Sheriff Joe Arpaio's Contempt Case Expected To Conclude Next Month
The civil contempt of court case against Maricopa County Sheriff Joe Arpaio is expected to wrap up in November. The judge will be deciding who should be held in civil contempt, what fines or remedies to impose, and whether any areas of the sheriff's office should subject to additional court oversight.
Ultimately, U.S. District Court Judge Murray Snow will decide whether to refer the case to a prosecutor to pursue criminal contempt charges.
Arpaio and four others are facing contempt of court for violating Snow’s orders in a racial profiling case. The sheriff and Chief Deputy Jerry Sheridan have already admitted they can be held in civil contempt of court.
So far Snow has heard 14 full days of testimony in the contempt of court case, including the first round of hearings in April. The case is now in recess until Oct. 27, but there are likely to be at least six more days of testimony when the proceedings resume.
This past week, a major theme in the testimony was the sheriff’s office’s internal affairs investigations into employee misconduct. Plaintiffs in the case are trying to prove these investigations are inadequate and too often inappropriately excuse employees of wrongdoing.
On Wednesday, the plaintiffs’ lawyers called independent private investigator Don Vogel to testify. The Maricopa County Sheriff’s Office contracted Vogel to investigate how the sheriff’s office failed to disseminate the court’s 2011 order to stop detaining immigrants solely for being in the country illegally.
Vogel found that a number of sheriff’s personnel, including Chief Deputy Jerry Sheridan, had violated departmental policies in failing to ensure the agency’s compliance with the court order. But an MCSO chief reversed all preliminary administrative charges related to the incident, and no MCSO personnel were ultimately disciplined for failing to implement the court’s order.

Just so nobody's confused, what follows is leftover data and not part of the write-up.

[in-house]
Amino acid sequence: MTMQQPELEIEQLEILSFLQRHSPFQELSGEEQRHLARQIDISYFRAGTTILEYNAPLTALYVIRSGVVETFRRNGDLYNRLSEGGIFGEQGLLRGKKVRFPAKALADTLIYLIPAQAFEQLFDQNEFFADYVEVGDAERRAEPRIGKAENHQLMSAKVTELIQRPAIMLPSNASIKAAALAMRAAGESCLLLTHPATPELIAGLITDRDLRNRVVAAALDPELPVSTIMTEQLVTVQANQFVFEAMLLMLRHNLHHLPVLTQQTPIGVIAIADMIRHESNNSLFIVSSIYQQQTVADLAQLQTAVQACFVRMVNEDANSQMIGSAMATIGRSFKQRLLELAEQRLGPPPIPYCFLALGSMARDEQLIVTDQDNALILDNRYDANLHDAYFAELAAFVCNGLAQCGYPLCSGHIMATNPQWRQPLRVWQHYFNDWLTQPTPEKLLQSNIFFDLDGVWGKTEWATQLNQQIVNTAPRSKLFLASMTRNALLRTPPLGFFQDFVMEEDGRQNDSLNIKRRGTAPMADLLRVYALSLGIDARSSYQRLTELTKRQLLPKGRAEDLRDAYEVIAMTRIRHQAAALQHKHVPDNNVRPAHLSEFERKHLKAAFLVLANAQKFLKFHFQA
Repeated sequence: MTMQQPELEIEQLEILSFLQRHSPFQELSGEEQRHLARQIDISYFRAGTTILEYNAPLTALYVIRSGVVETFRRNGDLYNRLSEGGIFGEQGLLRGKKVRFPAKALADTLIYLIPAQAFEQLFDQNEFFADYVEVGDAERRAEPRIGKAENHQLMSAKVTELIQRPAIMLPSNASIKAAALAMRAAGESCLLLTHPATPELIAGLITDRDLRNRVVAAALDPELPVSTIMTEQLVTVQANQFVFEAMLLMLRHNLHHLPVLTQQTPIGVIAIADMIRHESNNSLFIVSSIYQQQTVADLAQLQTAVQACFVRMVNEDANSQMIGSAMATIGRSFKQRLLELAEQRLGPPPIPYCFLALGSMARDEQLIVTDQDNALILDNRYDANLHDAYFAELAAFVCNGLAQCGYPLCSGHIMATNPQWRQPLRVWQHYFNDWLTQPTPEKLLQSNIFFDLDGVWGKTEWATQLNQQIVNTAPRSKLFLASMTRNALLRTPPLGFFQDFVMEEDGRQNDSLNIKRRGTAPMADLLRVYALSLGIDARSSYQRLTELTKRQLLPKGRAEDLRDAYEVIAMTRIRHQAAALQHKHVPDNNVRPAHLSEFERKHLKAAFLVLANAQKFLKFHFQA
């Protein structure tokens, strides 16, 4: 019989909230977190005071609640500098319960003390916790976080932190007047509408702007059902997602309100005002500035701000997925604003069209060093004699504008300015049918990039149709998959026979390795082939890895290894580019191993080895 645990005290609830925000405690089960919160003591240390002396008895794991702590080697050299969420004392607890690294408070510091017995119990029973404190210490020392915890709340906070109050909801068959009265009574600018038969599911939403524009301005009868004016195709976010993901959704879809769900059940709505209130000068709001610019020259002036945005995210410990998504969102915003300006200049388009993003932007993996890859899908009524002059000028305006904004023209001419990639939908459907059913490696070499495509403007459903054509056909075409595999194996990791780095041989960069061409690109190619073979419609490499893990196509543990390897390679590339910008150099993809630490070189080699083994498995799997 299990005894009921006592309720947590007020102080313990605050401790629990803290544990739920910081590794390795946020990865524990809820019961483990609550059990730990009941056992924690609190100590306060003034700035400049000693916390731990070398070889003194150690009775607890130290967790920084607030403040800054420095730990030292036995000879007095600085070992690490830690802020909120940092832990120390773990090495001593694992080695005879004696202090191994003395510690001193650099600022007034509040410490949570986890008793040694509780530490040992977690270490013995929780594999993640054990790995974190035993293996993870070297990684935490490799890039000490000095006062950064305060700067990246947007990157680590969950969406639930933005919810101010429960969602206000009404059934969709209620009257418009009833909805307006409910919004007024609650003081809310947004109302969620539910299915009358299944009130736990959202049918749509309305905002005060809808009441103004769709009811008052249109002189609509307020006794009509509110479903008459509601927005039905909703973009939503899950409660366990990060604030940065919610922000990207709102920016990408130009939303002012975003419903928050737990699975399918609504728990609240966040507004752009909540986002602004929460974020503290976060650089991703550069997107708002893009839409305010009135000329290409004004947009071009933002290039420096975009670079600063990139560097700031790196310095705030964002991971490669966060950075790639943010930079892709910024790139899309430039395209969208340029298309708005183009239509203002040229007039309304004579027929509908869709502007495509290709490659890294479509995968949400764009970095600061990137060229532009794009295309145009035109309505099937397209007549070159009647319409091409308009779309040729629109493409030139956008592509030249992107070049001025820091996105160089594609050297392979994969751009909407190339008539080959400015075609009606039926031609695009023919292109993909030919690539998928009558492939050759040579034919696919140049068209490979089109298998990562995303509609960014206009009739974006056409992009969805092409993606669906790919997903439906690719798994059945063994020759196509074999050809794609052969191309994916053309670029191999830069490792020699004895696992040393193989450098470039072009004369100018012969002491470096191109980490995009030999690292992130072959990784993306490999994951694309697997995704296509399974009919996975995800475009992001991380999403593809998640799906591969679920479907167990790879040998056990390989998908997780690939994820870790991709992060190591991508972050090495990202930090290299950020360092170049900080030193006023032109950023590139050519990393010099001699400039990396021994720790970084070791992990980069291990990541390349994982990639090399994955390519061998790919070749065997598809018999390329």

Vogel’s testimony suggested he disagreed with that outcome. “I believe there was a basis for every charge that was submitted,” he said from the stand.
The private investigator said there was a decision within MCSO to not create an administrative charging sheet on the sheriff for his role in the agency's failure to implement the order.
Vogel also explained difficulties he had obtaining the records he needed to complete his investigation. After he could not get copies of the sheriff’s former attorney’s billing records, the county resorted to hiring Vogel his own lawyer to help him get those records.
The court monitor that Snow appointed to oversee the sheriff’s compliance with the racial profiling ruling also has criticized the sheriff's internal affairs investigation.
“We continue to find instances of cases not being thoroughly investigated, inappropriate findings, and MCSO’s own investigative policies not being followed,” reads a report by the monitor released Thursday. “To our dismay, in some cases where it appears that MCSO is willing to take a stand and hold personnel accountable, the findings and the proposed penalties have been reversed during the review process.”
The contempt hearings are expected to end the first week in November. Snow will let each side respond to final questions on Nov. 10.